MARCH 2021 – Despite a variety of opinions related to the subject of retail healthcare “in healthcare”, their popularity is surging among patients, particularly younger patient demographics. In fact, we’ve written a number of essays, conducted numerous interviews with many DPC Physicians and others and confirmed the overwhelming overlap that these clinics have with Direct Primary Care (DPC) physician practice patient population makeup.
Wwhat makes them so appealing? Why are patients forsaking the traditional, plan reimbursed, primary care or family medicine office in search of these clinics? Is it the transparent cost on the flat screen when you enter? Is it the ease of entry and walk-in scheduling compared to that of a traditional, plan reimbursed medical office? Is it the convenience of pharmacy and retail?Well, all of the above when you unpack the patient surveys and industry data. Like it or loathe it, it’s not going away. With the recent distribution of vaccines during the Pandemic, one reporter and a number of healthcare providers emphasized that ‘They’re cementing their role in healthcare …’ Patient frustration with their Doctor’s office also isn’t getting better. Trust in our Physician’s insight is also meandering according to the Patient Surveys. And, it’s not just the Pandemic you might think that is causing consumer fatigue with healthcare. The systemic ‘patient burnout’ has been happening in healthcare for years, decades if you ask some Physicians. First, you might ask, why are we talking about this at The DPC Journal? Well, candidly, the healthcare delivery world is changing. Despite what we might see as the center of the universe (eg. DPC), there are a lot of other innovations in healthcare delivery that are taking place in our communities. Not learning about them is a mistake. To explain why we wrote the Doctor’s Expanded Edition to Concierge Medicine and DPC, I’ll let you in on what one of our favorite authors Andy Stanley said in his Leadership Podcast recently and why we included an excerpt from his podcast in the new book. He said, “Somebody is already working on a uniquely better approach, a uniquely better product, a uniquely better environment, a uniquely better model. Someone out there is currently messing with the rules of the prevailing model. The goal isn’t necessarily to be the first or the pioneer of ‘uniquely better’ but people should be in a position organizationally and personally to recognize it when it comes along.” ~A.S., Leadership Podcast; Part 2; Dec. 1, 2017 In fact, A. Stanley., also added later in the same podcast, “It is natural to assume that what worked in the past will always work. But, of course, that way of thinking is lethal. And the longer it goes unchallenged, the more difficult it is to identify and eradicate. Every innovation has an expiration date.” So as we unpack and discover what Retail Healthcare is, isn’t and it’s role in our lives (or not), please understand that we are providing this educational insight to you through a lens that values the Patient-Physician relationship deeply, but also understands that “Patient Fatigue” has set in. And the data is teasing this out as well over the years … and simply stated, continued innovation in healthcare needs to happen … and it will happen long after you and I are no longer around to see it. So, let’s begin.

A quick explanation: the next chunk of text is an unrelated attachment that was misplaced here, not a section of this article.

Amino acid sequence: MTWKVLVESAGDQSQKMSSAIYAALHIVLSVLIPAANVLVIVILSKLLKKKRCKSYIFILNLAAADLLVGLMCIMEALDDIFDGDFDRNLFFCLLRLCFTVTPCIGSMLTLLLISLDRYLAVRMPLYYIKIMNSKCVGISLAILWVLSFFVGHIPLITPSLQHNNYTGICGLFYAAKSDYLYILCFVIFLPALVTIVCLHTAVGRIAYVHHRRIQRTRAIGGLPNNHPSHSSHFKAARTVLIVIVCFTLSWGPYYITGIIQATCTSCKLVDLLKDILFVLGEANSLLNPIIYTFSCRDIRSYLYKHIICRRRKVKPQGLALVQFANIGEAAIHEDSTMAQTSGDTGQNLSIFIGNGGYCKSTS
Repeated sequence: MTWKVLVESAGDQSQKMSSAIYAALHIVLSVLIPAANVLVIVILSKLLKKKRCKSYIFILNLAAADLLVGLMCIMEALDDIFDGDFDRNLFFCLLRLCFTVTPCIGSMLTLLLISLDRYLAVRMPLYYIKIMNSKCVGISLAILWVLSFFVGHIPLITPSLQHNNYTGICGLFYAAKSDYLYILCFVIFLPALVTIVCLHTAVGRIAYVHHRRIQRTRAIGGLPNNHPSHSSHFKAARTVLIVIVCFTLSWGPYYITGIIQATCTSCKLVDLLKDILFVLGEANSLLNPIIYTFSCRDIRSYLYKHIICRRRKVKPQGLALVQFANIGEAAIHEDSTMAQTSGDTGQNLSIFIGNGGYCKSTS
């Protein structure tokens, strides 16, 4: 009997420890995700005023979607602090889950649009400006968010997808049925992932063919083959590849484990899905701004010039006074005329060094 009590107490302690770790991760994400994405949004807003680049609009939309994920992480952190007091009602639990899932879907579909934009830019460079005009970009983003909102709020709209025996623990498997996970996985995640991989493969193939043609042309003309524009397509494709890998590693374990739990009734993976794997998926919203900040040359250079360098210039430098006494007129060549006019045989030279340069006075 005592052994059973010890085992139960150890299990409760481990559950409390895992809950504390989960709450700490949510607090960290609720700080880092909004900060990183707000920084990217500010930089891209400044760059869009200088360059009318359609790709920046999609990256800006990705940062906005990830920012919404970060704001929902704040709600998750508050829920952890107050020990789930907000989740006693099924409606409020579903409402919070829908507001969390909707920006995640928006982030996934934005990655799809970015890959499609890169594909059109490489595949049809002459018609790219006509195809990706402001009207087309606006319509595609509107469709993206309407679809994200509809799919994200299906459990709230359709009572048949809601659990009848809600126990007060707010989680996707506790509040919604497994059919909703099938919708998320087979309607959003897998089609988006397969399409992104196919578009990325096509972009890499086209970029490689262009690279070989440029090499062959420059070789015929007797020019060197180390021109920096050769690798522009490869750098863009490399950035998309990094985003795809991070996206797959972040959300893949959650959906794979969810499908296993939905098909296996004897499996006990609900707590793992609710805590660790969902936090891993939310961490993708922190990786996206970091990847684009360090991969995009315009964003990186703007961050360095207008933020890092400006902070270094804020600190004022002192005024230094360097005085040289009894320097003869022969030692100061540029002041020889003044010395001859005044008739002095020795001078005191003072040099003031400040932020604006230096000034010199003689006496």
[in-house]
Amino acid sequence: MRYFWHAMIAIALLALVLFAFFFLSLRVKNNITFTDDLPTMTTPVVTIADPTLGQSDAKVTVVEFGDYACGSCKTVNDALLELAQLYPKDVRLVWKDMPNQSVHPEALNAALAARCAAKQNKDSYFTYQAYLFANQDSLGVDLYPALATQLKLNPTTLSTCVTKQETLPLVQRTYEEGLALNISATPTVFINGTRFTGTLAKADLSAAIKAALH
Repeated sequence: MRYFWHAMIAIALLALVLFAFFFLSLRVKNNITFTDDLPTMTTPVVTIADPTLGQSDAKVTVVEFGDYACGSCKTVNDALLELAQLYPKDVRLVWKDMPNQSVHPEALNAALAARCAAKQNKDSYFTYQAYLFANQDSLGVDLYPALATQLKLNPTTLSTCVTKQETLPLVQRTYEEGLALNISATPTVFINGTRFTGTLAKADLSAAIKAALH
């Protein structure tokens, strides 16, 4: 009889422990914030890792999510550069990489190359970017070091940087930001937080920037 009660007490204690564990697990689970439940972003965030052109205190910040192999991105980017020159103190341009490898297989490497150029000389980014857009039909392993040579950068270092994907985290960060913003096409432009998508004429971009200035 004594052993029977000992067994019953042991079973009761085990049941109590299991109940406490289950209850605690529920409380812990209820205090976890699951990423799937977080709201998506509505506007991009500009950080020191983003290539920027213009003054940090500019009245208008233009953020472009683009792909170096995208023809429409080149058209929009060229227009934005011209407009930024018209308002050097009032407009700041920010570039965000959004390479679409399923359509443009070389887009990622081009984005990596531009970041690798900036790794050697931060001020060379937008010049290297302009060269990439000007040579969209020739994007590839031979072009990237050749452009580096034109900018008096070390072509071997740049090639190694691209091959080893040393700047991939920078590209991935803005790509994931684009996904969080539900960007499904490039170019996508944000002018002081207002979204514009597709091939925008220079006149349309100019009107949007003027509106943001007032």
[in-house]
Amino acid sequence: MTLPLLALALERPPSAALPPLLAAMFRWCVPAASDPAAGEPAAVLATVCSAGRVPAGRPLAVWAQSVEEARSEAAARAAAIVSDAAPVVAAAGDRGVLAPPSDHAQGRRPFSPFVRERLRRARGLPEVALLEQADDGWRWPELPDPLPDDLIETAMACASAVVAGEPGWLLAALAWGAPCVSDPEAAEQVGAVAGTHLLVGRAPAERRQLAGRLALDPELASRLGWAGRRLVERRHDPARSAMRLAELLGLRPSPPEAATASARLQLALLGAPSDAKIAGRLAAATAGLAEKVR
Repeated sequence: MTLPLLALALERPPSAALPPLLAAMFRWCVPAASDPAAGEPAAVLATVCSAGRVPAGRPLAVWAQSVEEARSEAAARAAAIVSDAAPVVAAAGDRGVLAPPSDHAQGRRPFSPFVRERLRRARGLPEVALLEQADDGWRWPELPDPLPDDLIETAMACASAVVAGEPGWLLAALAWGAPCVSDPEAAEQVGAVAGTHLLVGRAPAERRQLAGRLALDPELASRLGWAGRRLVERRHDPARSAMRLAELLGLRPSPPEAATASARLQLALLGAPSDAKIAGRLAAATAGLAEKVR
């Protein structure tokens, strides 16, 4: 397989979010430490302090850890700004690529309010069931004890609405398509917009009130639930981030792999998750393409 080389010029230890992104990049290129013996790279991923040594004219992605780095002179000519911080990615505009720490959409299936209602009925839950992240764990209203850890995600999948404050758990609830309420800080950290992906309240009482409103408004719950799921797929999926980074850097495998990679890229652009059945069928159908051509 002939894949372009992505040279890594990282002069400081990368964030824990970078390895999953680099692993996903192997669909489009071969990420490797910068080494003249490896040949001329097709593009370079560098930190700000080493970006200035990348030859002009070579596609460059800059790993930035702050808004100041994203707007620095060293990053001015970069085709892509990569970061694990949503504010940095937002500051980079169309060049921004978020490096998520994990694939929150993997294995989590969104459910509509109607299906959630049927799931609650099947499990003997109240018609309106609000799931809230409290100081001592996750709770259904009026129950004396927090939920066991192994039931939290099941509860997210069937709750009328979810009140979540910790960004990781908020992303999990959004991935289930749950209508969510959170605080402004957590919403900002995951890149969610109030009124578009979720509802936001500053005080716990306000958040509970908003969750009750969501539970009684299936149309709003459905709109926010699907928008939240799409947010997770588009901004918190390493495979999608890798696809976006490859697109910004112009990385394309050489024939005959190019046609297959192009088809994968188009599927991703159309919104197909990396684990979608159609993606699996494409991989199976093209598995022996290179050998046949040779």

In 2021, there are a lot more case studies, medical journal publications and articles about the pros, cons and realities of retail healthcare than there were when we started writing here at the AJRM years ago.In March of 2020, Consumer Reports writer, Donna Rosato wrote an article entitled, Alternatives to Traditional Medical Care. In the article she writes … The roughly 2,700 health clinics located in chain pharmacies, supermarkets, and retail stores—up from 1,200 in 2010, according to the Convenient Care Association—offer no-appointment-needed treatment. Staffed mainly by P.A.s and N.P.s, they’re typically open every day and have become a common source of care for nearly a quarter of Americans with no primary care doctor, CR’s survey found. Some of these clinics, such as the MinuteClinics in more than 1,000 Target locations and CVS drugstores, have been around since the early 2000s. What’s new is that CVS and several other retailers are expanding the services they offer. CVS recently launched more than 50 of a planned 1,500 HealthHubs, where consumers can get nutrition counseling, attend wellness classes, and receive help managing chronic conditions, such as type 2 diabetes and high blood pressure, as well as vaccines and treatment for problems like colds and the flu. This article by Consumer Reports and many others over the past several years further elaborates about the pros, cons, costs, support staff and role that retail healthcare clinics are now playing in our culture and inside of each of our communities. The Convenient Care Association (CCA) is a great resource for this burgeoning space and is the national trade association that represents the industry to sustain its growth and share best practices and standards of operation. AJRM is not affiliated with CCA.
- Drug Store News | The Business of Retail Pharmacy
- Merchant Medicine, LLC — www.merchantmedicine.com
- The Institute for HealthCare Consumerism — www.theihccforum.com
- The Retail Healthcare Revolution — Paperback – 2009 — http://www.amazon.com/Retail-Healthcare-Revolution-Tony-Paquin/dp/098242390X
- The RAND Corporation and RETAIL HEALTHCARE CLINIC Research/News — http://www.rand.org/topics/retail-health-care-clinics.html
- HIMSS Media — http://www.healthcarefinancenews.com/directory/retail-health-clinic
- Modern Healthcare — http://www.modernhealthcare.com/section/articles?tagID=939
- The Convenient Care Association — http://www.ccaclinics.org
- American Journal of Retail Medicine — www.JournalofRetailMedicine.com
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